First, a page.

Specialized ambulances will transfer sick newborns fasterJune 13, 2019 4:17pm
New specialized ambulances will make it possible for critically-ill newborns across Ontario to be transferred to a children’s hospital for intensive care faster than ever before.
Minister of Health and Long-Term Care Christine Elliott announced on Thursday a $6.8 million investment for five new specially-equipped ambulances and a team of paramedics in key regions of the province, including in southwestern Ontario.
“Dedicated ambulances will be standardized and pre-equipped with the tools they need in order to care for critically-ill newborns and improve response time,” said Elliott. “Each ambulance will be supported by two paramedics 24 hours a day, 365 days a year. With the equipment already inside, the EMS team will be able to respond to the critical needs of patients and have more capacity to take on more calls in a timely manner.”
Using the Middlesex London EMS headquarters in south London as a backdrop, Elliott stated the paramedic service would receive one of the five specialized ambulances.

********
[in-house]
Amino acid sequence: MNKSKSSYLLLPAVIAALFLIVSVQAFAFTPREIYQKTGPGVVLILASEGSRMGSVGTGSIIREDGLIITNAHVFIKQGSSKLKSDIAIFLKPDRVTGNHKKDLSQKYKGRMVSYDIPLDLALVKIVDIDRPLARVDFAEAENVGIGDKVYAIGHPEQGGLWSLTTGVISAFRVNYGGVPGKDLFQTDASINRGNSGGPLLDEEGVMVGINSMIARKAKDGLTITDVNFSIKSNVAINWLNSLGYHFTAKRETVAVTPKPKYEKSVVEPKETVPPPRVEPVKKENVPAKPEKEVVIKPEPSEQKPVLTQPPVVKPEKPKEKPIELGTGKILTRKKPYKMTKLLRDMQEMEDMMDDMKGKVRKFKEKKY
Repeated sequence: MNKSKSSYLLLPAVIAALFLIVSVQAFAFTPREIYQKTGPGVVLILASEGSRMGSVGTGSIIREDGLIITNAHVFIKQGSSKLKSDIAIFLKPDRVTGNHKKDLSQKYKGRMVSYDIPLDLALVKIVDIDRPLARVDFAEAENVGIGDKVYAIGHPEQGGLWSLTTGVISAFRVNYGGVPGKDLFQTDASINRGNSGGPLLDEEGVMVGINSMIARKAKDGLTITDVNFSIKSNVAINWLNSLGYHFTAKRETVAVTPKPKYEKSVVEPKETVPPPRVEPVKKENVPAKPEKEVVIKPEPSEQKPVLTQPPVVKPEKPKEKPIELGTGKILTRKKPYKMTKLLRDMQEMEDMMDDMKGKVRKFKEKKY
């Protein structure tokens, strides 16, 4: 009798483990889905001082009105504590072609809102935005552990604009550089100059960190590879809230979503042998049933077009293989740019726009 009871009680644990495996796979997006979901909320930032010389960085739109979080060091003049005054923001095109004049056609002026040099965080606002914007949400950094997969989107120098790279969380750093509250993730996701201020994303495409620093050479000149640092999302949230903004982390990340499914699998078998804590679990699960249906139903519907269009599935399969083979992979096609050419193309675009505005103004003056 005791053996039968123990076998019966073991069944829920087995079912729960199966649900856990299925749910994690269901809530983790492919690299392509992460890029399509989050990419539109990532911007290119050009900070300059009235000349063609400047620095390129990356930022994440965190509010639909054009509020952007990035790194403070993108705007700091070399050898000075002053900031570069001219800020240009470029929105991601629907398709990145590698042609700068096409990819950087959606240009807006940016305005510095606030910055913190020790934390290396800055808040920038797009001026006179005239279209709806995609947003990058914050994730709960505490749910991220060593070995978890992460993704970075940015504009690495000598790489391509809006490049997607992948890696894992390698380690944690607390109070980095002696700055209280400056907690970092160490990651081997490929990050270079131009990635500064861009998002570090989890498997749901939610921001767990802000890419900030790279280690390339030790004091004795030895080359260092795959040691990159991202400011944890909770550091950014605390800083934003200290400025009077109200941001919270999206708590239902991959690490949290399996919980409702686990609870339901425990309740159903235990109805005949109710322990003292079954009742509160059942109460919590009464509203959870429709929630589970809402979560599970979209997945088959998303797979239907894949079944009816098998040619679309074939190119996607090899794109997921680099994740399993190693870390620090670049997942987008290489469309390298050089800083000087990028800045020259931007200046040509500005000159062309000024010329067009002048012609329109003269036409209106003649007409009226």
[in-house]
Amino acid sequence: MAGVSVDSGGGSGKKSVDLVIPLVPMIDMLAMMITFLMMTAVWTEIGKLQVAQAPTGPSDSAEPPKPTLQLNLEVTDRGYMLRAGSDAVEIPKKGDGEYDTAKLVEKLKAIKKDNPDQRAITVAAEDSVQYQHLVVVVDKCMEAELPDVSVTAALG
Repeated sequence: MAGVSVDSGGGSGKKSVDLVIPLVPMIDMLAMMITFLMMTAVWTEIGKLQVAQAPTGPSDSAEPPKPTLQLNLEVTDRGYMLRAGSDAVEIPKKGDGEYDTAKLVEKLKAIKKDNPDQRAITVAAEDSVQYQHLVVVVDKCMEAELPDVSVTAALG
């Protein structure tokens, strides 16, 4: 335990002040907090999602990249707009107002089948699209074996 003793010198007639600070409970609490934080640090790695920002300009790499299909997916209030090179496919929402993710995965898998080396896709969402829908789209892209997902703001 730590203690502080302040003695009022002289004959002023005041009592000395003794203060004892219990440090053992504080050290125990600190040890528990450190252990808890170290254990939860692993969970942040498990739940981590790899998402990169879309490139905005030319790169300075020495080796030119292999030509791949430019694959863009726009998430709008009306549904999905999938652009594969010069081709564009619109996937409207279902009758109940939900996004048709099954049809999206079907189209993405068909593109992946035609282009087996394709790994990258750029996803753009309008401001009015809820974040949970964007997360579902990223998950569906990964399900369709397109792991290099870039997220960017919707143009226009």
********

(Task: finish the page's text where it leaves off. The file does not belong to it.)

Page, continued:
The province’s four children’s hospitals will also receive $5.8 million to support highly specialized hospital teams and ensure they are available 24 hours a day, seven days a week. More than $1 million of that money will be going to London’s Children’s Hospital. The other three hospitals to receive the funding are Children’s Hospital of Eastern Ontario, McMaster Children’s Hospital in Hamilton and the Hospital for Sick Children in Toronto.
“These teams will include specially-trained registered nurses, respiratory therapists, and neonatologists,” said Elliott. “This partnership between emergency medical services and hospitals will help reduce the time needed to transport a critically-ill newborn between hospitals by an estimated 19% and when you’re talking about caring for newborn babies in need of intensive care, of course, you all know that every second counts.”
The London Pediatric Critical Care Team transported approximately 452 infants by land and air last year.
“Our pediatric transport team travels across the province from London and Middlesex, to Windsor and as far north as Kenora. Many communities that we serve as a tertiary care provider for that very large region lack pediatricians to care for high-risk infants and children,” said Dr. Paul Woods, president and CEO of the London Health Sciences Centre. “This unit shortens the time to access care by 90 minutes on average. Access to the expertise of the Children’s Hospital team sooner can mean a better outcome and even a life saved.”
Around 140,000 babies are born in Ontario annually. Of those, more than 2,000 require transport to a children’s hospital.